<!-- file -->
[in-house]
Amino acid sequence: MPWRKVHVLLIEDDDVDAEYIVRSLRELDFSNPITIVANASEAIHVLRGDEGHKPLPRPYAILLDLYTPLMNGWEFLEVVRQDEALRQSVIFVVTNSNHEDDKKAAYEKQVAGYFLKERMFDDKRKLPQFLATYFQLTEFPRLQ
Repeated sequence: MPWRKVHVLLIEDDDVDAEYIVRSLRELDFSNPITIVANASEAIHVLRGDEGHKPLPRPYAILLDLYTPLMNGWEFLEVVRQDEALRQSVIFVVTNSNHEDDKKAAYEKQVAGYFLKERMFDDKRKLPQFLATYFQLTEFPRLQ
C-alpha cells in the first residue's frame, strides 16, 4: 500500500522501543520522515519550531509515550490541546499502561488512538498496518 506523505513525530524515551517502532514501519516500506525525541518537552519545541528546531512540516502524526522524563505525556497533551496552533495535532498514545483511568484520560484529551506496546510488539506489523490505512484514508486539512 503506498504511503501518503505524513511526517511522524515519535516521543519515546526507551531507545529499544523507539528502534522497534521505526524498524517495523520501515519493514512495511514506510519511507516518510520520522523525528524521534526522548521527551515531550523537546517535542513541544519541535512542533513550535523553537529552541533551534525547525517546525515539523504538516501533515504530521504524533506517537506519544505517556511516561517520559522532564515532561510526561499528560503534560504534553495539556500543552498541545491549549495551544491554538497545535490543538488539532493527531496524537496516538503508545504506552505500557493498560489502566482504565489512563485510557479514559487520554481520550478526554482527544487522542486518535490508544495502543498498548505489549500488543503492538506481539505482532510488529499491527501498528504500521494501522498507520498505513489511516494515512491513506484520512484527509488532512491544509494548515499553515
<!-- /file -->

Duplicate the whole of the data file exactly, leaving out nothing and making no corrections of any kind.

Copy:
[in-house]
Amino acid sequence: MPWRKVHVLLIEDDDVDAEYIVRSLRELDFSNPITIVANASEAIHVLRGDEGHKPLPRPYAILLDLYTPLMNGWEFLEVVRQDEALRQSVIFVVTNSNHEDDKKAAYEKQVAGYFLKERMFDDKRKLPQFLATYFQLTEFPRLQ
Repeated sequence: MPWRKVHVLLIEDDDVDAEYIVRSLRELDFSNPITIVANASEAIHVLRGDEGHKPLPRPYAILLDLYTPLMNGWEFLEVVRQDEALRQSVIFVVTNSNHEDDKKAAYEKQVAGYFLKERMFDDKRKLPQFLATYFQLTEFPRLQ
C-alpha cells in the first residue's frame, strides 16, 4: 500500500522501543520522515519550531509515550490541546499502561488512538498496518 506523505513525530524515551517502532514501519516500506525525541518537552519545541528546531512540516502524526522524563505525556497533551496552533495535532498514545483511568484520560484529551506496546510488539506489523490505512484514508486539512 503506498504511503501518503505524513511526517511522524515519535516521543519515546526507551531507545529499544523507539528502534522497534521505526524498524517495523520501515519493514512495511514506510519511507516518510520520522523525528524521534526522548521527551515531550523537546517535542513541544519541535512542533513550535523553537529552541533551534525547525517546525515539523504538516501533515504530521504524533506517537506519544505517556511516561517520559522532564515532561510526561499528560503534560504534553495539556500543552498541545491549549495551544491554538497545535490543538488539532493527531496524537496516538503508545504506552505500557493498560489502566482504565489512563485510557479514559487520554481520550478526554482527544487522542486518535490508544495502543498498548505489549500488543503492538506481539505482532510488529499491527501498528504500521494501522498507520498505513489511516494515512491513506484520512484527509488532512491544509494548515499553515